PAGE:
Newport News Shipbuilding Launches Submarine Montana

Virginia-class submarine USS Montana christening ceremony
In this photo provided by Huntington Ingalls Industries, the ship's sponsor, former Secretary of the Interior Sally Jewell, right, christens the Virginia-class submarine USS Montana, also known as SSN 794, as the ship's commanding officer Capt. Michael Delaney, left, and Newport News Shipbuilding President Jennifer Boykin, look on during its christening ceremony on Saturday, Sept. 12, 2020 in Newport News, Va. (Matt Hildreth/Huntington Ingalls Industries via AP)

Newport News Shipbuilding has launched the submarine Montana into the James River, a milestone in the years of work building the Navy’s next Virginia-class boat.

The launch last month means the Montana is now 92% complete — and watertight. It cleared the way for tugboats to nudge the submarine from the floating drydock to an outfitting pier.

At that pier, shipyard workers will make final tweaks and refinements to the Montana’s systems over the next several months of testing those systems and of certification of its crew.

Those refinements, testing and certifications are the final step in a process that started in 2015 and that will end with the Montana’s delivery to Navy later this year.

“For our shipbuilders, launching Montana signifies five years of hard work, commitment and dedicated service,” said Jason Ward, Newport News’ vice president of Virginia-class submarine construction.

The 7,800-ton submarine is the 21st submarine of the Virginia class. The subs are built in an unusual teaming agreement between the Newport News Shipbuilding and General Dynamics Electric Boat of Groton, Conn. The two yards each build pieces of the submarine, then take turns in final assembly and delivery to the Navy. Some 10,000 shipbuilders at Newport News and Electric Boat worked on the Montana.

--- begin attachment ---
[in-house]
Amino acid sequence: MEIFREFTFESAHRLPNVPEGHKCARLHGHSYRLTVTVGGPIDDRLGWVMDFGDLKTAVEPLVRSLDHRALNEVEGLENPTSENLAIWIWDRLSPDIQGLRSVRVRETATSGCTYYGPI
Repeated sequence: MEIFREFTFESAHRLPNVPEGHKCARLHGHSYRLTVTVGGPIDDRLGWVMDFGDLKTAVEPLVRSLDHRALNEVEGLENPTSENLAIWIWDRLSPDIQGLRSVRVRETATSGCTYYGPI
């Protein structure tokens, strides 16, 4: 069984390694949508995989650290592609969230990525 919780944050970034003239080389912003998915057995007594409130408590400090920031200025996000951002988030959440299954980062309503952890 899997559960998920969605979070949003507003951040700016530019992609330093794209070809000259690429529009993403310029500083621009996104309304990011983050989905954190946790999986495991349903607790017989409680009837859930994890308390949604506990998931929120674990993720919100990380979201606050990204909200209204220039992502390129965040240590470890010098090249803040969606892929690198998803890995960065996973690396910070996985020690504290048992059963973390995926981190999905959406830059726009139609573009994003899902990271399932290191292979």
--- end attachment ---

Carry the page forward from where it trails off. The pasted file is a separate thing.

Last year, the Navy assigned a larger share of the work on Virginia class submarines to Newport News, in an effort to the new Columbia-class ballistic submarine program on track. While Electric Boat is taking the lead on the Columbia program, Newport News last year won a $2.2 billion contract to build six module sections for each of the Navy’s first two Columbia-class submarines.

Virginia-class boats are nuclear-powered fast attack submarines that replace the Los Angeles class boats the shipyard and Electric Boat built between 1971 and 1996.

This article is written by Dave Ress from Daily Press (Newport News, Va.) and was legally licensed via the Tribune Content Agency through the Industry Dive publisher network. Please direct all licensing questions to

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